Q: I am 27 and work in an e-retail environment. We are expanding rapidly and have gone from a staff of 6 to 26 in a fairly short time. We have flexible hours but we are all expected to work 35 hours per week. Most of us are totally committed to getting the job done and in fact, stay as long as needed to get the work done. The founders of the company are really great people and none of us want to let them down. But, there are a few people who do as little as possible, disappear for hours on end, do inferior work and never contribute an idea. It makes the rest of us crazy and it is the topic of conversation on breaks. It is starting to bring down the entire morale of the staff. The founders either don’t see it or are choosing to ignore it. A few of us have thought about speaking to the founders. What do you think? Continue to say nothing or speak up?
A: One or two of you may want to speak for the group and approach the founders with hard data about the slackers. Be sure you have documented extended breaks and examples of poor work so the discussion is very concrete. If the founders are smart, they will make some personnel adjustments.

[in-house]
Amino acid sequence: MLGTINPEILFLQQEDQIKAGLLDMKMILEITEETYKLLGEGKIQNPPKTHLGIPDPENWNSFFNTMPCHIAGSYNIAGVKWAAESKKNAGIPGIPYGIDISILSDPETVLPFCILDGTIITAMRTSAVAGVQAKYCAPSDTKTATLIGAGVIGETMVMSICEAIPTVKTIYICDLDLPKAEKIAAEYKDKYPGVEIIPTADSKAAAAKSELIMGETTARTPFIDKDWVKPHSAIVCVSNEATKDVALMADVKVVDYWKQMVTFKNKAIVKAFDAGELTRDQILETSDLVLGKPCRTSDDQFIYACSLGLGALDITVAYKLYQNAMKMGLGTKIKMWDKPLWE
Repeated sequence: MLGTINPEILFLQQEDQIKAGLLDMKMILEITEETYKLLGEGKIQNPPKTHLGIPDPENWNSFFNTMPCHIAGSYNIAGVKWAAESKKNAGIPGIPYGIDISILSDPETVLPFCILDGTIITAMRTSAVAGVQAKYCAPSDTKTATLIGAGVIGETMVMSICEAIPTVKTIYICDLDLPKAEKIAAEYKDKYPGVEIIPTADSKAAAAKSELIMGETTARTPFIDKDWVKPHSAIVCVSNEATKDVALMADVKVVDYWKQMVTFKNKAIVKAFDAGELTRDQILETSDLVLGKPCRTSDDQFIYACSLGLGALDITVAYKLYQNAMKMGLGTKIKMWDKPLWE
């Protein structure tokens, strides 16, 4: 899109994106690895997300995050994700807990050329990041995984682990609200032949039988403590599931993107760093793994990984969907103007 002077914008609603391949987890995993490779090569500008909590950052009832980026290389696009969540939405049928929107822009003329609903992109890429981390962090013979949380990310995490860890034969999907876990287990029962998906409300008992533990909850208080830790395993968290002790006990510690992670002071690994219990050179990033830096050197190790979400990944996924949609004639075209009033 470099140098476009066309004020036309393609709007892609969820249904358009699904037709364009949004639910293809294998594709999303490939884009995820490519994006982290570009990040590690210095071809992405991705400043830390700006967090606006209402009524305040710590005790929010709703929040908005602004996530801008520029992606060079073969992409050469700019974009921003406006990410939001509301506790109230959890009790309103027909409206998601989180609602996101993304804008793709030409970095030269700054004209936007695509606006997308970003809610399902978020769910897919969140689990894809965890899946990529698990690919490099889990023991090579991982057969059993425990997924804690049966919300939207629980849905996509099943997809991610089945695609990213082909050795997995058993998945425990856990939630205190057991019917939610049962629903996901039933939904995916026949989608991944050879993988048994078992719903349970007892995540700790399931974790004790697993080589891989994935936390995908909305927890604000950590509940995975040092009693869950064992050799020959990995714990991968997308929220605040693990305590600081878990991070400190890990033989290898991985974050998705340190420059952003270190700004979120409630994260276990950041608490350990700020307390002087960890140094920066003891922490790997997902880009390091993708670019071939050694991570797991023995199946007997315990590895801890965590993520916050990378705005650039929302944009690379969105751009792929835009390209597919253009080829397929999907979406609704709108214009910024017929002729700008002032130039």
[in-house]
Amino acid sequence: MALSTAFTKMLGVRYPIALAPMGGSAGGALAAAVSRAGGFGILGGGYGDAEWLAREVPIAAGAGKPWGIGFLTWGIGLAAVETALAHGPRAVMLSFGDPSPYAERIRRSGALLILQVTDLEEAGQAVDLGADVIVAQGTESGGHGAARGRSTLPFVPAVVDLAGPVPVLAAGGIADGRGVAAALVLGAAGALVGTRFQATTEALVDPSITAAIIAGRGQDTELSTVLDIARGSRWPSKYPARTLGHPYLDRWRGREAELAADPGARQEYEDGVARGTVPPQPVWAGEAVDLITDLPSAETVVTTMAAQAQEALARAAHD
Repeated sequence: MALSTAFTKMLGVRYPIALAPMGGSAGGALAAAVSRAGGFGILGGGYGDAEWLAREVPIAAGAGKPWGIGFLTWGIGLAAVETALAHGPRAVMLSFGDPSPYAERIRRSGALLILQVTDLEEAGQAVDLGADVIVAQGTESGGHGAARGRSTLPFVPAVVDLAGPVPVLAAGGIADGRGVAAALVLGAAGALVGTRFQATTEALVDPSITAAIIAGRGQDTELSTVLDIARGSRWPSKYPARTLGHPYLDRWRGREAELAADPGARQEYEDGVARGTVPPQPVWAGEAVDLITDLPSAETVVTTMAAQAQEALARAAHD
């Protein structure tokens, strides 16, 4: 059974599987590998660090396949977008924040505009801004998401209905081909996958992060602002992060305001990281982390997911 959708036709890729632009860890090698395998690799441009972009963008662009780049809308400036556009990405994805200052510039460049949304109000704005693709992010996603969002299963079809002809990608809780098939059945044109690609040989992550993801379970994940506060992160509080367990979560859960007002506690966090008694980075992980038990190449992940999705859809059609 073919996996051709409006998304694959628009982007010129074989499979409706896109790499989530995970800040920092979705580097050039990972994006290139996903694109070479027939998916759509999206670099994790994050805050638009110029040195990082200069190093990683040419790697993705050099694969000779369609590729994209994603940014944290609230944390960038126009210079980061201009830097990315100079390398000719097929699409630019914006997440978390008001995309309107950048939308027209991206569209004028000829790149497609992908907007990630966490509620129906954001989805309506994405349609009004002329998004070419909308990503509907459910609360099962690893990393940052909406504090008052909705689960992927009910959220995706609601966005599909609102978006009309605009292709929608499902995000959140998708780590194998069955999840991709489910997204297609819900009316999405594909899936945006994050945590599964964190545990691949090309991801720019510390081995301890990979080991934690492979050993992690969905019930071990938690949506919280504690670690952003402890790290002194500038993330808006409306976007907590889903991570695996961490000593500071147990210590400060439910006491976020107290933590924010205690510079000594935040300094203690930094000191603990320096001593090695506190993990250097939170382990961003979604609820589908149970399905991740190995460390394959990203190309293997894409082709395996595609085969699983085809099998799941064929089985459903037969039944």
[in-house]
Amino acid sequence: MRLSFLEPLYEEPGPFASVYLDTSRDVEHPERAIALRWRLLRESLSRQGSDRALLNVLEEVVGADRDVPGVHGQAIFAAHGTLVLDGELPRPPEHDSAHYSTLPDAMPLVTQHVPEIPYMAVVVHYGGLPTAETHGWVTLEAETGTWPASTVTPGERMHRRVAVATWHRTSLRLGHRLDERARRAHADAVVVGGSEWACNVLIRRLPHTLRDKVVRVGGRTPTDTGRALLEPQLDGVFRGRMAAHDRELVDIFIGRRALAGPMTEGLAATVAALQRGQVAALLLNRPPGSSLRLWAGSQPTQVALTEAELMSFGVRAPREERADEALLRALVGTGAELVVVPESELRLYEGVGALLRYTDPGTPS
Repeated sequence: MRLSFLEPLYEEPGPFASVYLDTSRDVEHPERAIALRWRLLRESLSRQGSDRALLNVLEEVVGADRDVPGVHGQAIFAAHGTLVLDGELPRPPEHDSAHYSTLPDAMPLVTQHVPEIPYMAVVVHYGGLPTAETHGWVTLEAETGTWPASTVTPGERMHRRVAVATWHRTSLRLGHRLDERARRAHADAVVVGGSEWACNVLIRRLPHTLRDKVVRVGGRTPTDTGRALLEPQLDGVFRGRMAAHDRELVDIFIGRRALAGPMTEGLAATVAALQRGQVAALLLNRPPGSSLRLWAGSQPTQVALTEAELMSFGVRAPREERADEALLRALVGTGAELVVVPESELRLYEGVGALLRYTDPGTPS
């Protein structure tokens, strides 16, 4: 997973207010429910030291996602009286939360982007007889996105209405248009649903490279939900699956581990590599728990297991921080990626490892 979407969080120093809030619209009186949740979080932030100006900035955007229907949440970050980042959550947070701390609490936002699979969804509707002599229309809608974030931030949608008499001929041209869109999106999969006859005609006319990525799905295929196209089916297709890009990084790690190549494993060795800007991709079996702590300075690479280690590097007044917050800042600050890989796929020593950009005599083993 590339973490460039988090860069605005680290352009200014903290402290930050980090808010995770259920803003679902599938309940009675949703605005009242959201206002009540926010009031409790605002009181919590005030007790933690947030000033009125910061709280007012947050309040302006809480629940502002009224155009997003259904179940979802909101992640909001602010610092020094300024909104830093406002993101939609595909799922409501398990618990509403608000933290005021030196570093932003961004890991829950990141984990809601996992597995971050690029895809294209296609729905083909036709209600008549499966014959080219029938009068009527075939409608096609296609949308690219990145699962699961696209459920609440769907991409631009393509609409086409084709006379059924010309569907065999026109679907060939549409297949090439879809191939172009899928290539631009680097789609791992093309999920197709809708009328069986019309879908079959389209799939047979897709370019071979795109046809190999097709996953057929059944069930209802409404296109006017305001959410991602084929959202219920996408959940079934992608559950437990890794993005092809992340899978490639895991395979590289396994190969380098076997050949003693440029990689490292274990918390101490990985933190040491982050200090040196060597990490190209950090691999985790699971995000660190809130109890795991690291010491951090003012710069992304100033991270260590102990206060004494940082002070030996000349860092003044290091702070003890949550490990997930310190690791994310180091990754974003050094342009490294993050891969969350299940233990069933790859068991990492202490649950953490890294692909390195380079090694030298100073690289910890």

It is documented that particularly Generation Yers are extremely intolerant of poor performers. The founders risk losing star performers if they continue to tolerate poor performance when the economy improves. With 26 staff, it is probably time to hire some supervisors who can monitor the work more closely and ensure everyone is pulling their weight.
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Patricia Hunt Sinacole is president of First Beacon Group LLC, a human resources consulting firm in Hopkinton. She works with clients across many industries including technology, biotech and medical devices, financial services, and healthcare, and has over 20 years of human resources experience.
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